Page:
Northwest Michigan Launches Project to Promote "Food Innovation Districts"

Planning and economic development toolkit will support communities statewide.

Copyright Eastern Market Corporation.

by Patty Cantrell, Regional Food Solutions

TRAVERSE CITY — When economic historians look back at the origins of industries — whether California semiconductors or Michigan wineries — they often find that a group of entrepreneurs with similar ideas and values started working together, even as they competed, to build new products and markets.

Michigan’s emerging local and regional food sector is just such an industry in formation. Like-minded businesses are sharing information at farmers markets, partnering on events and retail promotion, and designing regional “food hub” facilities for common storage, packing, and distribution needs.

Beginning in January 2012, the Northwest Michigan Council of Governments (NWMCOG), in cooperation with the C.S. Mott Group for Sustainable Food Systems at MSU, will prepare a toolkit that communities statewide can use to recognize and support such business collaboration and innovation. With funding from USDA-Rural Development, NWMCOG will examine the range of planning, zoning, and economic development strategies involved in establishing business districts to encourage food and farm innovation, or “food innovation districts.”

“This is where we can add real value to the extensive work many others are already doing to build Michigan’s regional food economies,” says Matt McCauley, NWMCOG Director for Regional Planning and Community Development.

With expertise in land use planning and economic development, the NWMCOG is in good position to work through potential questions, considerations, and implementation steps of developing food innovation districts, such as zoning tools or economic development incentives to use. Detroit’s Eastern Market is an example of a food innovation district. Over its 120 years, Eastern Market has been a hub of food retail and wholesale activity. Not only do shoppers and farmers get to know each other, but retail and food processing businesses located in and around the district also work with the farmers and each other to develop products and pursue market opportunities.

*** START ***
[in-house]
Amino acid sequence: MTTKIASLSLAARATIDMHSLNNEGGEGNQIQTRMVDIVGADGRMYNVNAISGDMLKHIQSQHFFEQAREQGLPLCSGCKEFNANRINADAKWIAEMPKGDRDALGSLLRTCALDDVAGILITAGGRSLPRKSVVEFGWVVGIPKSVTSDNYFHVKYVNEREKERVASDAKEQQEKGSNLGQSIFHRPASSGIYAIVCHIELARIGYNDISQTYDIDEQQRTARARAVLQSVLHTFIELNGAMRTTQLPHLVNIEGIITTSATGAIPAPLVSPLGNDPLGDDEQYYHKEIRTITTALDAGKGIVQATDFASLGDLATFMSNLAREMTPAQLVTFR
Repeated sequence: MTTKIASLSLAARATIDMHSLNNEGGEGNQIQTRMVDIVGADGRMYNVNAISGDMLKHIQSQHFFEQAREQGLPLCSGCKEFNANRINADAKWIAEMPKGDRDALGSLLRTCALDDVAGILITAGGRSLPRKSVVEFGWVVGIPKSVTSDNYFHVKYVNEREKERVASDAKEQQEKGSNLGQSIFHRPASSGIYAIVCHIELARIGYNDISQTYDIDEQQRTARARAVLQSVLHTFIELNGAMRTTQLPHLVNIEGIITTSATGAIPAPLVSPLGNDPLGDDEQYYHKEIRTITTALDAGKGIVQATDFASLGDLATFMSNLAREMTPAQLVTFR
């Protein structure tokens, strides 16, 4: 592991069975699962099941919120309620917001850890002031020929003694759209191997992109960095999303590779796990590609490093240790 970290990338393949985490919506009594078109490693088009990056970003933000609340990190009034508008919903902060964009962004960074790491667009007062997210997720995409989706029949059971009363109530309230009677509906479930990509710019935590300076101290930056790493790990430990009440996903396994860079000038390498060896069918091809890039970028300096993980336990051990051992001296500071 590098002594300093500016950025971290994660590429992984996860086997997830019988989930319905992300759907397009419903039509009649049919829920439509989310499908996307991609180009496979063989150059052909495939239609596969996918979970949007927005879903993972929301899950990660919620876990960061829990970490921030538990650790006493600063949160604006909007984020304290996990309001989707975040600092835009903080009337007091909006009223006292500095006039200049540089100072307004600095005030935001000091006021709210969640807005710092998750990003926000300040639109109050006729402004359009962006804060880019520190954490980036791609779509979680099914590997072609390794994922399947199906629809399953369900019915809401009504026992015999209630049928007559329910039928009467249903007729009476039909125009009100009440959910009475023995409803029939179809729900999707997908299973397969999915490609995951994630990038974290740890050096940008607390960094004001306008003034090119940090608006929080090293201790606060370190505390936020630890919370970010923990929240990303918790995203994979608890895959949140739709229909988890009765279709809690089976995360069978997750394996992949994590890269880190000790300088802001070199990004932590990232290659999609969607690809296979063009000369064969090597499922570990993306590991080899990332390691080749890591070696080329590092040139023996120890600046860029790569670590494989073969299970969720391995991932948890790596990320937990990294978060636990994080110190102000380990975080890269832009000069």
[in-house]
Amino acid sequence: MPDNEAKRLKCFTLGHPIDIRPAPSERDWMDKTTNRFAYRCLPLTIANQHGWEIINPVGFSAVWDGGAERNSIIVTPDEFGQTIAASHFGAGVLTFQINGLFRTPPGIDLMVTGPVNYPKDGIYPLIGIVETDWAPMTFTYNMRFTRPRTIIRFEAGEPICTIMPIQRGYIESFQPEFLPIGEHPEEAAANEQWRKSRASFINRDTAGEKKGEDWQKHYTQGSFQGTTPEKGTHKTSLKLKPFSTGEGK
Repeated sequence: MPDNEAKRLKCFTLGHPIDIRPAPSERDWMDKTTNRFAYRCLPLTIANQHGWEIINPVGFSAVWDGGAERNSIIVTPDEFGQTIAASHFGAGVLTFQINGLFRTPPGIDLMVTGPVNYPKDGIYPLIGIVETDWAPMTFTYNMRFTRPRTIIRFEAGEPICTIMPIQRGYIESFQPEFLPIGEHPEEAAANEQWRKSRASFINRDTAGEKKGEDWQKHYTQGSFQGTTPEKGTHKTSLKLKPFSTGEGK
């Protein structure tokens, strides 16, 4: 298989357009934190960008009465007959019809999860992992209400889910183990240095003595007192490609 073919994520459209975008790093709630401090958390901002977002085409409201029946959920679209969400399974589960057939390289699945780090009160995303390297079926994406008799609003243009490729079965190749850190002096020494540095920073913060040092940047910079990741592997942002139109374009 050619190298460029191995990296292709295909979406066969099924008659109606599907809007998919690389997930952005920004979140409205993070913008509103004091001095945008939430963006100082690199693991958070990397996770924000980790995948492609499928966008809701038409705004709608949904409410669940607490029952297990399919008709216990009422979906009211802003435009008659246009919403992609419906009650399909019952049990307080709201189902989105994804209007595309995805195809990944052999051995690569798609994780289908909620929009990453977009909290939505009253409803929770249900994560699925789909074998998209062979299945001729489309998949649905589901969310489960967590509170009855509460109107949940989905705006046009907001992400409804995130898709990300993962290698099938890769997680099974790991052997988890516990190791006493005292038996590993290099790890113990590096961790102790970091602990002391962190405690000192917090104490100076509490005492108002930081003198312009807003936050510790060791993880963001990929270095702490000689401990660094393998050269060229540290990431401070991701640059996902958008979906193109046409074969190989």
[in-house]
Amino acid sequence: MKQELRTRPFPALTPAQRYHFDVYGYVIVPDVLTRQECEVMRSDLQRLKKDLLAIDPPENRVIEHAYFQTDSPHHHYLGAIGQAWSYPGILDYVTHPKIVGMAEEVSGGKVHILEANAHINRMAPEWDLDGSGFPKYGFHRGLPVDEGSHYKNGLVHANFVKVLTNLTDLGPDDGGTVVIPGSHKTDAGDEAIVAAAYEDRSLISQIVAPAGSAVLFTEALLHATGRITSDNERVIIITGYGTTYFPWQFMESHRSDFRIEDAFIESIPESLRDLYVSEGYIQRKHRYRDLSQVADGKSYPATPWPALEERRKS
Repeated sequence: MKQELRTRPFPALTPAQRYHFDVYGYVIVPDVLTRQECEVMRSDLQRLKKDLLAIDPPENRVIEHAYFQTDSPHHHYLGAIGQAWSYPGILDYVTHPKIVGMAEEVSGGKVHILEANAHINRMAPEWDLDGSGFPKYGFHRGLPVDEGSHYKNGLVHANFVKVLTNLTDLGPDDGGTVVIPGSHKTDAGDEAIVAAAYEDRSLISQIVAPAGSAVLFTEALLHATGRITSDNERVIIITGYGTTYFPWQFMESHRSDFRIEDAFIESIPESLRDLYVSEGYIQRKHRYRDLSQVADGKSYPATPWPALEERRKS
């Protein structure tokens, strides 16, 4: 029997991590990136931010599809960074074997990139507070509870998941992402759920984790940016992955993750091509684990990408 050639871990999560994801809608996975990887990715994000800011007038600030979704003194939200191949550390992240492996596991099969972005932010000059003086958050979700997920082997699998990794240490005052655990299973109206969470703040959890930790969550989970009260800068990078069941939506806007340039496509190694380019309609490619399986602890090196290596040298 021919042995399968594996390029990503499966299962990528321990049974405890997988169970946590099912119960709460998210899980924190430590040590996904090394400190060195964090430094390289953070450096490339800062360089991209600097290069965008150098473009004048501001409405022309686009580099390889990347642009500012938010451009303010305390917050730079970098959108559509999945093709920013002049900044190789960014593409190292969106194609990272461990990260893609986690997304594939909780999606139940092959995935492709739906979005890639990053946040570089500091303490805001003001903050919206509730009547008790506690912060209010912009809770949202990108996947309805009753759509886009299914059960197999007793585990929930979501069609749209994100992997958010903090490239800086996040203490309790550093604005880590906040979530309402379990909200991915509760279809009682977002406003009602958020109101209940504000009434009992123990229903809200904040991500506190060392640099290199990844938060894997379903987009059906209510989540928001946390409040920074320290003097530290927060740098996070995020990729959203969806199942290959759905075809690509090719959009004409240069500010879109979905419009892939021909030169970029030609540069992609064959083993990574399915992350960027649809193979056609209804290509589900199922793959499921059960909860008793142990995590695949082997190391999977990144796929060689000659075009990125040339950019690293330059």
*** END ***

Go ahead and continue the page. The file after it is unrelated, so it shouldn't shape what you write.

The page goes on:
Eastern Market is now adding activities and services, such as a food business incubator, nutrition education, and an on-site urban farm to further revitalize both its midtown Detroit neighborhood and southeast Michigan’s regional food economy.

“NWMCOG’s food innovation district project will help more Michigan communities set up their own versions of Eastern Market, where food and farm entrepreneurs, as well as customers and suppliers, can cluster and collaborate,” said project consultant Patty Cantrell of Regional Food Solutions LLC.

Developing such a food innovation district guide for local officials is one of 25 recommendations in the Michigan Good Food Charter, a statewide policy platform. The Charter focuses on the economic, environmental, and social benefits that can come from Michigan sourcing 20 percent of its food from local farms and food businesses by 2020.

The NWMCOG will consult with communities in its 10-county region from Manistee County to the Mackinac Bridge about food and farm initiatives in process or in mind. Examples range from redevelopment of commercial property for smaller scale food processing and food retail to community centers adding nutrition education and other resources, such as licensed kitchen space for public cooking classes and startup entrepreneurs.

“With this on-the-ground input, the NWMCOG will further research state and national models for insights on food innovation district development,” said project partner Kathryn Colasanti, academic specialist with the C.S. Mott Group for Sustainable Food Systems at MSU.

The final outcome will be a useful package of information about food innovation districts – what they look like and what they do -- and different ways that communities can establish and encourage them.

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